You should think about whether to earn your living as a professional translator, or if you would prefer translating as a secondary income. The latter is a valid choice as long as the translations are kept up to par with those of professionals. However, you shouldn’t underprice your work, even when translating is a secondary income for you. It is much harder to raise prices afterwards should you wish to become a full-time translator. You ought to give your work the value it deserves; if you don’t do it, no one else will. Don’t forget that your personal choices affect the price level of the whole industry. Different translation associations conduct salary and fee comparisons. You should familiarize yourself with them as it will help you get an idea of the general income rate and the most common pricing criteria.
Common sense and rationality are good starting points when it comes to economic matters and financial management. It is no excuse to claim that you aren’t good at math. Everyone doesn’t have to be an expert in balancing the books, but everyone should know the basics of financial management.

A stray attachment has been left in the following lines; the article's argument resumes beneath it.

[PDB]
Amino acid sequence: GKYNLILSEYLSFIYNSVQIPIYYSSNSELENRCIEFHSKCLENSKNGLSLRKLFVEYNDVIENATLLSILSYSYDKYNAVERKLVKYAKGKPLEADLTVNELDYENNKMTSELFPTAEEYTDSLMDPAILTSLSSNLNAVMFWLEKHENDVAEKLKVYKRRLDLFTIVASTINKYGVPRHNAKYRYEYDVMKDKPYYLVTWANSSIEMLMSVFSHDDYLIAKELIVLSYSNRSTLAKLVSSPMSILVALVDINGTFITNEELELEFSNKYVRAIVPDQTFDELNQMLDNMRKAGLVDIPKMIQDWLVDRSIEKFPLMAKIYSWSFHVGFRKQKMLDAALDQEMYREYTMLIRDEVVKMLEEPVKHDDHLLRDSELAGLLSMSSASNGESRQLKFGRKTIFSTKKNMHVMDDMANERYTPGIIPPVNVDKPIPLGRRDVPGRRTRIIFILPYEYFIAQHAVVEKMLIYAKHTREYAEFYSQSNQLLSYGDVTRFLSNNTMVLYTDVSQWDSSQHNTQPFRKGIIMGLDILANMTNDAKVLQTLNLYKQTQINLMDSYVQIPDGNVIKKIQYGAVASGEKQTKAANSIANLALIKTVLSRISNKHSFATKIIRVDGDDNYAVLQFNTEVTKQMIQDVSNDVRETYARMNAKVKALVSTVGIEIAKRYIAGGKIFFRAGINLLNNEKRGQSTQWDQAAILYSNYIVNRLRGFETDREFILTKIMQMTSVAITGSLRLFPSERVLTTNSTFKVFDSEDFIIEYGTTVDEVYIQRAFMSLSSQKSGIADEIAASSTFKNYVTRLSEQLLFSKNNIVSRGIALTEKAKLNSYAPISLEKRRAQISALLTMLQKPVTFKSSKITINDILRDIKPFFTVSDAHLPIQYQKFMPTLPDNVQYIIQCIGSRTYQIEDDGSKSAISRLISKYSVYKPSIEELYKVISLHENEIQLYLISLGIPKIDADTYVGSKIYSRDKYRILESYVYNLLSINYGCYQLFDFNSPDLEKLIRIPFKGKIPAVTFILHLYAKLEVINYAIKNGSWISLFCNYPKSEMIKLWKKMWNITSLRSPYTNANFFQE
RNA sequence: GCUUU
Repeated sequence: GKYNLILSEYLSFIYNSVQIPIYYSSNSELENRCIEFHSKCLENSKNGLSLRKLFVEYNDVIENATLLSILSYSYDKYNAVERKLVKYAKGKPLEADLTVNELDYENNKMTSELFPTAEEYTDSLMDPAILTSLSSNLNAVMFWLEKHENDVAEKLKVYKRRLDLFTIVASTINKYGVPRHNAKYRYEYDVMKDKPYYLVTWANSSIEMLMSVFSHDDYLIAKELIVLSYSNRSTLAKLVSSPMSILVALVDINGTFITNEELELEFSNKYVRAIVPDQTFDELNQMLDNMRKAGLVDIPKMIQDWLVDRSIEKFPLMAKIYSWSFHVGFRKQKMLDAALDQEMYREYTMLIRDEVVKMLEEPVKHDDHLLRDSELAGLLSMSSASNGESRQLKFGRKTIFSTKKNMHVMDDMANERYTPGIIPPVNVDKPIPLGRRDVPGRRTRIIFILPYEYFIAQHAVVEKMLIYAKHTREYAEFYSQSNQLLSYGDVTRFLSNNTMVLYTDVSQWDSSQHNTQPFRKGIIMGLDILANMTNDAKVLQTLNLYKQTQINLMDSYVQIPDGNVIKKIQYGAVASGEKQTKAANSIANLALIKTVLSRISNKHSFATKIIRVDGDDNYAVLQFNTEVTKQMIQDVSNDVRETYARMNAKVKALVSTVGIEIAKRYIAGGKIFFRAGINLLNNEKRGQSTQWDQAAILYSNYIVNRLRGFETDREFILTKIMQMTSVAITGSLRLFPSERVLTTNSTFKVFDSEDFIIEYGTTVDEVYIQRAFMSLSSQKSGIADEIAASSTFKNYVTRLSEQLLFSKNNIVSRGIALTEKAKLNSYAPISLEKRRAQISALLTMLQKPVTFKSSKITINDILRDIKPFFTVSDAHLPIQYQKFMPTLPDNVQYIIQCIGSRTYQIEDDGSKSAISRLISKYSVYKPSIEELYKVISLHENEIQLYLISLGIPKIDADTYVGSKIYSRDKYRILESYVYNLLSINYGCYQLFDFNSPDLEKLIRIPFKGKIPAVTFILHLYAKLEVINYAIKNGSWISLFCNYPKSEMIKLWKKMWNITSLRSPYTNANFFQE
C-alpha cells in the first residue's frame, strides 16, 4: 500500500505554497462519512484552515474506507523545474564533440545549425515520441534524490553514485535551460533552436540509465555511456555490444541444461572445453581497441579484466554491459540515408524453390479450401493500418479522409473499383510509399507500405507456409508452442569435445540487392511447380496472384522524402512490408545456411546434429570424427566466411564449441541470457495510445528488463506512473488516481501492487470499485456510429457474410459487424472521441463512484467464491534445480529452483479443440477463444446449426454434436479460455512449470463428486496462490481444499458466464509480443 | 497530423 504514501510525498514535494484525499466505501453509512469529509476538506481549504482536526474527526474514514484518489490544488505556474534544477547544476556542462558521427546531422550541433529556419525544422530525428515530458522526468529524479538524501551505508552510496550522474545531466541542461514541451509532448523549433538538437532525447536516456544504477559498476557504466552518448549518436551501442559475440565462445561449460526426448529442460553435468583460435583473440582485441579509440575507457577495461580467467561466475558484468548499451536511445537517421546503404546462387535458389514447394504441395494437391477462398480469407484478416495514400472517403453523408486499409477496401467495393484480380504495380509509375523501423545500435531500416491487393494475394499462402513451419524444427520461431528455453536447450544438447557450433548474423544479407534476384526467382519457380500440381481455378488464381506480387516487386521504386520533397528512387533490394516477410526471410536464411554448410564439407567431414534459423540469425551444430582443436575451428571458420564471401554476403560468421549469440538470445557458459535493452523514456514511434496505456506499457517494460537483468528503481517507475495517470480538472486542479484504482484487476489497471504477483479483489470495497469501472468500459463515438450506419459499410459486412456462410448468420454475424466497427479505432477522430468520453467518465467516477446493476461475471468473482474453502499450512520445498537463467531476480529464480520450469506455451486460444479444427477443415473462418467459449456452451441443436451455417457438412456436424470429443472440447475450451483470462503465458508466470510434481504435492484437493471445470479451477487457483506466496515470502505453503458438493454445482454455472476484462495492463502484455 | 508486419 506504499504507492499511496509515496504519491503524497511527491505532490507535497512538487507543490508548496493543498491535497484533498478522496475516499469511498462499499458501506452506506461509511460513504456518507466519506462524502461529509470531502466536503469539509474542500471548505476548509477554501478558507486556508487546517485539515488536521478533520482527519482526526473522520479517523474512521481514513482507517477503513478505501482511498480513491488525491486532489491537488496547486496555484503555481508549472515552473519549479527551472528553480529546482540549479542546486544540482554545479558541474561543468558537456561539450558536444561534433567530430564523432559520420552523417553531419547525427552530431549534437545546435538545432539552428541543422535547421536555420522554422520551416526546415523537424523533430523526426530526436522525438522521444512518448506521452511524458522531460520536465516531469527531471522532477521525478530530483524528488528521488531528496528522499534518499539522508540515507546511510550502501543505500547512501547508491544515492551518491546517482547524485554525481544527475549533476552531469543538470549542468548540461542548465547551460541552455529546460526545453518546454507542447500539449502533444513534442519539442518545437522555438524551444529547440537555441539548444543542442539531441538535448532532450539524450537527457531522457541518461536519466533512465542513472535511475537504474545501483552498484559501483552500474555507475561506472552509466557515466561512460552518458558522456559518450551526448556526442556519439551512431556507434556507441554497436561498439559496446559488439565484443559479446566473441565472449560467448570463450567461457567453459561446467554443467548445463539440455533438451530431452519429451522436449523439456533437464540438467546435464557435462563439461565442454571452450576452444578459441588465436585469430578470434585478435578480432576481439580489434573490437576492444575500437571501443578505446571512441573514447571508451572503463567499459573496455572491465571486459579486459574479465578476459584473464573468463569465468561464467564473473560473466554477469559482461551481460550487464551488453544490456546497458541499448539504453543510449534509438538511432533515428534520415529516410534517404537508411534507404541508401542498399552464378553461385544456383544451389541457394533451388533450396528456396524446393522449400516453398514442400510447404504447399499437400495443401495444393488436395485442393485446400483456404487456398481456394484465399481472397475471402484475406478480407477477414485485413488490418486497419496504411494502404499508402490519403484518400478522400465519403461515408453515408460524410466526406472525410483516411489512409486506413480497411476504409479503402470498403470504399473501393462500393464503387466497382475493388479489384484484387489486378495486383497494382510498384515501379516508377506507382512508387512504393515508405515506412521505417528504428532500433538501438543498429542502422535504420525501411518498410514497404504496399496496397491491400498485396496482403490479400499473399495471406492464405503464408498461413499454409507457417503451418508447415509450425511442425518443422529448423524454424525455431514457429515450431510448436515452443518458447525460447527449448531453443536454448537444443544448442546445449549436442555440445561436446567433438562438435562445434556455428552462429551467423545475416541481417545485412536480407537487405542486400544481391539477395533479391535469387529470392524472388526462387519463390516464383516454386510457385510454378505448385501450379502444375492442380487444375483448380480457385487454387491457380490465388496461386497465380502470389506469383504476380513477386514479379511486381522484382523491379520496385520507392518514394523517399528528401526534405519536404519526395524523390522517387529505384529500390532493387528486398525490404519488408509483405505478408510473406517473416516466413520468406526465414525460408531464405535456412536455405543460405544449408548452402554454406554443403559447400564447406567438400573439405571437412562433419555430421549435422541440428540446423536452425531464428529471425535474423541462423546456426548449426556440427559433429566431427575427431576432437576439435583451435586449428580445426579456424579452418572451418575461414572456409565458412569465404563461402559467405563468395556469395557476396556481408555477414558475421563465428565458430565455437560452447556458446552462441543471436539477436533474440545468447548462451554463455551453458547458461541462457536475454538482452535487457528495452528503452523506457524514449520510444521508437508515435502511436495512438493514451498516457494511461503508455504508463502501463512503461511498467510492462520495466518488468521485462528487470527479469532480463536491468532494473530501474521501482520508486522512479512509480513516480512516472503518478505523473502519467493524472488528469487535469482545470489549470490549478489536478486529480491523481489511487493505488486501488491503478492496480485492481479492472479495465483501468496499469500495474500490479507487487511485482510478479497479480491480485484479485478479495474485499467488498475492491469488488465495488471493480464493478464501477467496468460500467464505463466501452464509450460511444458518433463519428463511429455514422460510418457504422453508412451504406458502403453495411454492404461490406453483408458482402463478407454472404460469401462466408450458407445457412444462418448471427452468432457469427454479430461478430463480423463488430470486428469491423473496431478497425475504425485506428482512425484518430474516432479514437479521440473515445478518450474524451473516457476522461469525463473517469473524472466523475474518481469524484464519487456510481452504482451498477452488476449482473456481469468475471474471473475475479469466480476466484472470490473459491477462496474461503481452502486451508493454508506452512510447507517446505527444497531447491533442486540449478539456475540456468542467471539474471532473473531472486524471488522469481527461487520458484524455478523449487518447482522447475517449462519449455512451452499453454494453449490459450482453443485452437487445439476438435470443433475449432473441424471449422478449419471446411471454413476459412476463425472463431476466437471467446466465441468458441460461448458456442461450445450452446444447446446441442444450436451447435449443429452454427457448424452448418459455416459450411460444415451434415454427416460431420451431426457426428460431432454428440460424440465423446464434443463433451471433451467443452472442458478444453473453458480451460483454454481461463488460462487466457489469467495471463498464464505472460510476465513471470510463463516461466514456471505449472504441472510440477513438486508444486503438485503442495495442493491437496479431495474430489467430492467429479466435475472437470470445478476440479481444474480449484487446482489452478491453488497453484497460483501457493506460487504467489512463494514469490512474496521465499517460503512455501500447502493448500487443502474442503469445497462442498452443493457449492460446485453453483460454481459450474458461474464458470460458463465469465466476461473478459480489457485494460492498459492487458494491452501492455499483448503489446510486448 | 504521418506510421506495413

A good accountant is a valuable asset, but small-scale accounting is doable for almost anyone – depending on the business structure. However, based on their expertise, an accountant can advise you on other matters such as taxation. For example, you don’t have to know and learn everything yourself if you get yourself a professional to deal with matters such as tax-related legislation and other time-consuming expert tasks. Therefore it may be worthwhile to truly concentrate on your core competence – translating and/or interpreting – instead of wasting your time and energy on tasks you are not as good at. A professional accountant will also be familiar with the practices of the local tax office, is able to inform you of important dates, and keep track on whether you should raise or lower your tax prepayments etc.